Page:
12 Python Dictionaries Practice Exercises for Beginners


A dictionary allows you to store and manipulate data in key-value pairs, making it a powerful tool for many programming tasks. In this article, we will explore some Python dictionaries practice exercises for beginners with simple examples to help you grasp this essential concept.

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What is a Dictionary?

Before diving into the exercises, let’s understand what a dictionary is in Python. A dictionary is an unordered collection of key-value pairs. Each key is unique and maps to a specific value. Think of it like a real-life dictionary where you look up a word (the key) to find its meaning (the value). Below example code is to create a dictionary in Python:

my_dict = {"apple": "a fruit", "dog": "a pet", "car": "a vehicle"}
{'apple': 'a fruit', 'dog': 'a pet', 'car': 'a vehicle'}

Now, let’s begin with some practice exercises to gain confidence in Python dictionaries:

Exercise 1: Creating a Dictionary

Create a dictionary called student with the following key-value pairs:

  • “name” – “John”
  • “age” – 20
  • “grade” – “A”
student = {"name": "John", "age": 20, "grade": "A"}

Exercise 2: Accessing Values

Given the student dictionary from Exercise 1, write code to print the student’s name and age.

# dictionaries exercises python
student = {"name": "John", "age": 20, "grade": "A"}
print("Student Name:", student["name"])
print("Student Age:", student["age"])
Student Name: John
Student Age: 20

Exercise 3: Modifying Values

Change the grade of the student to “B”.

# dictionaries exercises python
student = {"name": "John", "age": 20, "grade": "A"}
student["grade"] = "B"
{'name': 'John', 'age': 20, 'grade': 'B'}

Exercise 4: Adding Key-Value Pairs

Add a new key-value pair to the student dictionary for “city” with the value “Mumbai.”

# dictionaries exercises python
student = {"name": "John", "age": 20, "grade": "A"}
student["city"] = "Mumbai"
{'name': 'John', 'age': 20, 'grade': 'A', 'city': 'Mumbai'}

Exercise 5: Deleting Key-Value Pairs

Remove the “grade” key and its corresponding value from the student dictionary.

# dictionaries exercises python
student = {'name': 'John', 'age': 20, 'grade': 'A', 'city': 'Mumbai'}
del student["grade"]
{'name': 'John', 'age': 20, 'city': 'Mumbai'}

Exercise 6: Checking if a Key Exists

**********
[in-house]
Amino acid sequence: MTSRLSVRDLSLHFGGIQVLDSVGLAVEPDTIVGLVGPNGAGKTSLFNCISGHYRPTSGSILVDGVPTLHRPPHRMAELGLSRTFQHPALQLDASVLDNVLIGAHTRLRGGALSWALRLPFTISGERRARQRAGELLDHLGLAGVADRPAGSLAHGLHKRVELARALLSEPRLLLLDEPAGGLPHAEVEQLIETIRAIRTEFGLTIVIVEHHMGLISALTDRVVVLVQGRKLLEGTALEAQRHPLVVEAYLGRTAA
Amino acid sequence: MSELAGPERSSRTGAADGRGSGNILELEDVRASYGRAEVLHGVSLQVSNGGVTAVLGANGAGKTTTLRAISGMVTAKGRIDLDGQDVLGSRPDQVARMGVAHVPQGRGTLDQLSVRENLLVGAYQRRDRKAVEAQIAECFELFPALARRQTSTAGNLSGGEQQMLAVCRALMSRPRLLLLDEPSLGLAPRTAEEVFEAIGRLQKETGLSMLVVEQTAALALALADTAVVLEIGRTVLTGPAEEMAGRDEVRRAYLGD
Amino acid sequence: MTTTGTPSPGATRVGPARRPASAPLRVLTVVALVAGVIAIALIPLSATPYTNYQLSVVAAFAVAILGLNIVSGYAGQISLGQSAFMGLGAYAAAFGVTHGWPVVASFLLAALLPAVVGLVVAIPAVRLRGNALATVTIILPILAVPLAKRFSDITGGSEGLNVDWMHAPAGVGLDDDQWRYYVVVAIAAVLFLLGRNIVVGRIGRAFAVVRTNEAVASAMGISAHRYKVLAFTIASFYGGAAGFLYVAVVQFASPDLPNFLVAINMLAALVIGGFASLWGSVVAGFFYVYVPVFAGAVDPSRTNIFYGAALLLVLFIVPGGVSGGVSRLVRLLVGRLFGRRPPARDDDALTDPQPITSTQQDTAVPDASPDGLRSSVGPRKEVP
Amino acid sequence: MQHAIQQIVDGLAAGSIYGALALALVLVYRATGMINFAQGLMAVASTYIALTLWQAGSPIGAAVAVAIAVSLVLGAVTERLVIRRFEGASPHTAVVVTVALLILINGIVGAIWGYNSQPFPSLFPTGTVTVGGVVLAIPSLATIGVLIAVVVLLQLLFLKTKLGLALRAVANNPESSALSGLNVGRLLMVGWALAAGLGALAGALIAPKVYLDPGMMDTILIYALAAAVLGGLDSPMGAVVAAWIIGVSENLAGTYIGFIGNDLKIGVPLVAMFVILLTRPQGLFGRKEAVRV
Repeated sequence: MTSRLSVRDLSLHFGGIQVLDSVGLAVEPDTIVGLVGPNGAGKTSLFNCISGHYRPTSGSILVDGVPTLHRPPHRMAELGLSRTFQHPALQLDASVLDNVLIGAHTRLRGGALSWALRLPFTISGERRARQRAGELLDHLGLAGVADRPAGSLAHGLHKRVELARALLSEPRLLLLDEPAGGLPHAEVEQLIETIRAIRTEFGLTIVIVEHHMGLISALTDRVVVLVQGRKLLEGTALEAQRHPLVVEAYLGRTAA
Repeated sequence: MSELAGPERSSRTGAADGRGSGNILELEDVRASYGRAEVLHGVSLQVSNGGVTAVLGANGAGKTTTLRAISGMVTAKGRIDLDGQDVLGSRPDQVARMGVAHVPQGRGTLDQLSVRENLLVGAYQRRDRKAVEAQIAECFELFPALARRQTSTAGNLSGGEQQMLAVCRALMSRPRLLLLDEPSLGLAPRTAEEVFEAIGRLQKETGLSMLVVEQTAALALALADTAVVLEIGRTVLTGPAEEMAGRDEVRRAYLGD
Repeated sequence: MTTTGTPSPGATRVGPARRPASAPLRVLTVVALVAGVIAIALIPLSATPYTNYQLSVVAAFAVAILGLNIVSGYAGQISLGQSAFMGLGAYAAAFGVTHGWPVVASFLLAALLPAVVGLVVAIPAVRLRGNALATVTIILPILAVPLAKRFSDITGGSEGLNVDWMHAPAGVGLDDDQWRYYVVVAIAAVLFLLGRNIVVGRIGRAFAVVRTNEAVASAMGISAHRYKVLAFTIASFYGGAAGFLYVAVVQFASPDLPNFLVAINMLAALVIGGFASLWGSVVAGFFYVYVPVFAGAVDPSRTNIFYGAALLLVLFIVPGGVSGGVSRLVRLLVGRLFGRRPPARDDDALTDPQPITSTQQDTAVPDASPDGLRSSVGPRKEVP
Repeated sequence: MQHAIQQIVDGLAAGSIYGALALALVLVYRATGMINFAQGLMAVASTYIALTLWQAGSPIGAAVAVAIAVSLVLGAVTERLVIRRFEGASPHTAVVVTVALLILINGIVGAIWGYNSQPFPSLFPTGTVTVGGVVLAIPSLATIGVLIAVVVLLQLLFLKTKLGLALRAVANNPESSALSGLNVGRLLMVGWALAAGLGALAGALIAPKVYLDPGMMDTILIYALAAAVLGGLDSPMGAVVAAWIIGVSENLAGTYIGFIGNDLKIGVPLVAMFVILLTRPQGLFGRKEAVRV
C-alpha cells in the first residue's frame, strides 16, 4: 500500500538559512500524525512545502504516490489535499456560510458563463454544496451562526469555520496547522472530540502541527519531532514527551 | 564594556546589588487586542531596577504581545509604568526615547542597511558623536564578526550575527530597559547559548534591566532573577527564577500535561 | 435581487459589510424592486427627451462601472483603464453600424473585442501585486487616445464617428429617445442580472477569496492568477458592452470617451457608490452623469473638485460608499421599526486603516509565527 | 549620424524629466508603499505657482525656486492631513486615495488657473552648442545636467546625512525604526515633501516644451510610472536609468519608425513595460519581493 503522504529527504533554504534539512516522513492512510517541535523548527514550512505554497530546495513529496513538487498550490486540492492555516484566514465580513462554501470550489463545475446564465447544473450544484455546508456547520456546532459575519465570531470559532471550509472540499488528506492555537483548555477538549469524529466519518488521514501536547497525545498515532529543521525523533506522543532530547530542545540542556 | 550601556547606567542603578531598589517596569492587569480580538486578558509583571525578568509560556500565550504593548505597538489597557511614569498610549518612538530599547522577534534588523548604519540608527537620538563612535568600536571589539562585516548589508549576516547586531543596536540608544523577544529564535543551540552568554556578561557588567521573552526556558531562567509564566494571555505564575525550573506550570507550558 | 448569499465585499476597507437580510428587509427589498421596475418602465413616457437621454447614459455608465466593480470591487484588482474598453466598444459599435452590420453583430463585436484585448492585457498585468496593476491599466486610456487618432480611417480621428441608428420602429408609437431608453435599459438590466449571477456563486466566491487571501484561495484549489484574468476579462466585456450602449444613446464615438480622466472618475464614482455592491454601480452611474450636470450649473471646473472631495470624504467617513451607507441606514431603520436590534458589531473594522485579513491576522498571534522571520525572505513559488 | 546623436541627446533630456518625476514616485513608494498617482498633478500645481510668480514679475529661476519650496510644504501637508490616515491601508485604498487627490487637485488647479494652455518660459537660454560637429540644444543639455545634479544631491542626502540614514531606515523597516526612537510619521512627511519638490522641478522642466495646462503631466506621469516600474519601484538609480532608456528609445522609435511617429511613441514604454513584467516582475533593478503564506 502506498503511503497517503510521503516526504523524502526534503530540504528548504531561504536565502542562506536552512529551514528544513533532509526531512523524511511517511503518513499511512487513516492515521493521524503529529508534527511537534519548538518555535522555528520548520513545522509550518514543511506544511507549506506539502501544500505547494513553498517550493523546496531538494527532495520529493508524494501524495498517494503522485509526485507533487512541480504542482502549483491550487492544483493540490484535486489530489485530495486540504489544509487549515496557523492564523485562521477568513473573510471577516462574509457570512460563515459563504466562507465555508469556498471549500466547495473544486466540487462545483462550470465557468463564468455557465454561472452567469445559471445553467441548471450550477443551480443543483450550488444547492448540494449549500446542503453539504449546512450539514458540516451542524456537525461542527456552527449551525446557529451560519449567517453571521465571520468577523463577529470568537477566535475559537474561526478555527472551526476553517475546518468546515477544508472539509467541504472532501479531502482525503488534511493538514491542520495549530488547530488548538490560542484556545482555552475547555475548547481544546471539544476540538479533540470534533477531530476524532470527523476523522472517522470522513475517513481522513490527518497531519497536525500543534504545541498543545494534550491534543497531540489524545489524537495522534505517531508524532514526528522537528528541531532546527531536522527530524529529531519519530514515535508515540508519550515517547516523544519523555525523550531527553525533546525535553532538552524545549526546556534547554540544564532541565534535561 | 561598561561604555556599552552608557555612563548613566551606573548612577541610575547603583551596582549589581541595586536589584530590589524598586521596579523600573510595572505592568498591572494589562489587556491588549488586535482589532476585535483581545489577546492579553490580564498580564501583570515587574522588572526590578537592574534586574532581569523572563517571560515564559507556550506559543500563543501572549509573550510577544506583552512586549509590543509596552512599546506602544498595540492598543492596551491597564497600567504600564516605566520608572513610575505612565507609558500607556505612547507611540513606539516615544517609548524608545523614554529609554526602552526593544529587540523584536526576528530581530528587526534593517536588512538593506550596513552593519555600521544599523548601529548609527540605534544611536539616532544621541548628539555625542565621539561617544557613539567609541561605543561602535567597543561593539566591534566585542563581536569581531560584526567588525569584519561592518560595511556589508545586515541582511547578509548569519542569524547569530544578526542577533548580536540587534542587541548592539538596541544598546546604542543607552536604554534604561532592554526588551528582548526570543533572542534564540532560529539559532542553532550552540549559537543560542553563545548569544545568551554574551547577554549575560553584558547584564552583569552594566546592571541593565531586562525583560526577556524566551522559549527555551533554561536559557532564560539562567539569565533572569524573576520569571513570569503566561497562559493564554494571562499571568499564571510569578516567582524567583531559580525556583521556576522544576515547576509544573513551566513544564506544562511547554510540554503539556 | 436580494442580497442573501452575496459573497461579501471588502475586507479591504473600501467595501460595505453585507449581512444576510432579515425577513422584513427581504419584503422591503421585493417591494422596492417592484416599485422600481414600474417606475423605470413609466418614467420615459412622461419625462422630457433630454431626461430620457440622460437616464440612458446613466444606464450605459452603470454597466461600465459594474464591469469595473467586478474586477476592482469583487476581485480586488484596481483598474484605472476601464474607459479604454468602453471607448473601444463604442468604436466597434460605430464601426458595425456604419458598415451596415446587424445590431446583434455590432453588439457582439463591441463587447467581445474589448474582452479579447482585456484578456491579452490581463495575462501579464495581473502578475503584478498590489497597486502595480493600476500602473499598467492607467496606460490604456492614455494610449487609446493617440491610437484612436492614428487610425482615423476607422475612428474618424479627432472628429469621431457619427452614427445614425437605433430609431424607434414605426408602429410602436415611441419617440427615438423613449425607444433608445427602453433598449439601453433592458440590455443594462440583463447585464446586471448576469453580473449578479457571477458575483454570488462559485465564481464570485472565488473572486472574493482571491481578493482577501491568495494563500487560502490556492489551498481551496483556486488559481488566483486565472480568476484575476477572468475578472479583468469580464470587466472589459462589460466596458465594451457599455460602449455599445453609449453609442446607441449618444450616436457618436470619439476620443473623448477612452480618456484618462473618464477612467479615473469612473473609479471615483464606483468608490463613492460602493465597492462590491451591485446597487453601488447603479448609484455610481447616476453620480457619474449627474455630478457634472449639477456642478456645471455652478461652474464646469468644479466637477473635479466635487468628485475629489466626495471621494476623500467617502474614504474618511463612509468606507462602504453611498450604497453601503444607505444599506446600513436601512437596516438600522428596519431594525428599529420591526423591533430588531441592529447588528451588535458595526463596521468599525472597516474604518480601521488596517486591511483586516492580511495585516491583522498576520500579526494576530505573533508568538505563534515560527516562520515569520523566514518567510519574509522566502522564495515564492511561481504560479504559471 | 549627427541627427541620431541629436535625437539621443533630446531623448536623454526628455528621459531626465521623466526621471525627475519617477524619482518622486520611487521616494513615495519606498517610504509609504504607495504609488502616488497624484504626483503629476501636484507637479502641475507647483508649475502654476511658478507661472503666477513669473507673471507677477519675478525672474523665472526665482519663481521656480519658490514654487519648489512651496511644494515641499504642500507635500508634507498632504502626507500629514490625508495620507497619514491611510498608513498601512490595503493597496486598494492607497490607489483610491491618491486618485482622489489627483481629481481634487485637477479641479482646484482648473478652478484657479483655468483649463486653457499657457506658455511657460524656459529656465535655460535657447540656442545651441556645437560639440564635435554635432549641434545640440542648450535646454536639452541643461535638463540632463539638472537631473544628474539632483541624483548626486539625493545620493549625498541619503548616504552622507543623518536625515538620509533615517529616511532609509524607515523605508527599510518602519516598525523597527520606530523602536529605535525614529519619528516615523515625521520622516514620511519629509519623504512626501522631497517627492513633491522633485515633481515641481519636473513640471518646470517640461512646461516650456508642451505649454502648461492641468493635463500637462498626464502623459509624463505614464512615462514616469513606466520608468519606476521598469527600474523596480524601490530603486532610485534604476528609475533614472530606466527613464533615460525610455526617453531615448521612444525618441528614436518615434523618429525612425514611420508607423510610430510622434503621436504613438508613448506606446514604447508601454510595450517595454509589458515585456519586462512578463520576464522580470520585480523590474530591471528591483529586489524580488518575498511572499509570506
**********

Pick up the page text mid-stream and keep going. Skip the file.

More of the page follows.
Write code to check if the “age” key exists in the student dictionary. Print “Age key exists” if it does; otherwise, print “Age key does not exist.”

# dictionaries exercises python
student = {'name': 'John', 'age': 20, 'grade': 'A', 'city': 'Mumbai'}

if "age" in student:
    print("Age key exists")
    print("Age key does not exist")
Age key exists

Exercise 7: Iterating Through a Dictionary

In this Python exercises of dictionaries write code to iterate through the student dictionary and print all the key-value pairs.

# dictionaries exercises python
student = {'name': 'John', 'age': 20, 'grade': 'A', 'city': 'Mumbai'}

for key, value in student.items():
    print(key, ":", value)
name : John
age : 20
grade : A
city : Mumbai

Exercise 8: Merging Dictionaries

Create two dictionaries, dict1 and dict2, with some key-value pairs. Merge these dictionaries into a new dictionary called merged_dict.

dict1 = {"a": 1, "b": 2}
dict2 = {"c": 3, "d": 4}

merged_dict = {**dict1, **dict2}

{'a': 1, 'b': 2, 'c': 3, 'd': 4}

Exercise 9: Summing Values

In this Python practice exercise create a dictionary expenses with different categories as keys (e.g., “food,” “rent,” “transport”) and their corresponding expenses as values. Write code to calculate and print the total expenses.

# python dictionaries exercises problem solution
expenses = {"food": 200, "rent": 1000, "transport": 150, "entertainment": 50}

total_expenses = sum(expenses.values())
print("Total expenses:", total_expenses)
Total expenses: 1400

Exercise 10: Dictionary Comprehension

Create a dictionary called squared_numbers that contains the squares of numbers from 1 to 10 using dictionary comprehension.

squared_numbers = {x: x**2 for x in range(1, 11)}
{1: 1, 2: 4, 3: 9, 4: 16, 5: 25, 6: 36, 7: 49, 8: 64, 9: 81, 10: 100}

Exercise 11: Nested Dictionaries

Create a nested dictionary called student_records with information about multiple students. Each student should have a unique student ID as the key and a dictionary of attributes (e.g., name, age, grade) as the value.

student_records = {
    101: {"name": "Alice", "age": 19, "grade": "A"},
    102: {"name": "Bob", "age": 20, "grade": "B"},
    103: {"name": "Charlie", "age": 18, "grade": "A"},
{101: {'name': 'Alice', 'age': 19, 'grade': 'A'}, 102: {'name': 'Bob', 'age': 20, 'grade': 'B'}, 103: {'name': 'Charlie', 'age': 18, 'grade': 'A'}}

Exercise 12: Converting Lists to a Dictionary

Create two lists, keys and values, and write code to create a dictionary where elements from the keys list become keys and elements from the values list become values.

keys = ["name", "age", "city"]
values = ["John", 25, "New York"]

new_dict = dict(zip(keys, values))
{'name': 'John', 'age': 25, 'city': 'New York'}


These practice exercises cover essential concepts related to Python dictionaries, you can read it as a pdf whenever you want. By working through them, beginners can gain confidence in using dictionaries and be better prepared to tackle more complex programming tasks.

Also Read:  Python Switch Case - Switch Statement Example

This is it for this article. If you have any comments or suggestions regarding this article, please please drop a comment below. If you want to learn Python quickly then this Udemy course is for you: Learn Python in 100 days of coding.

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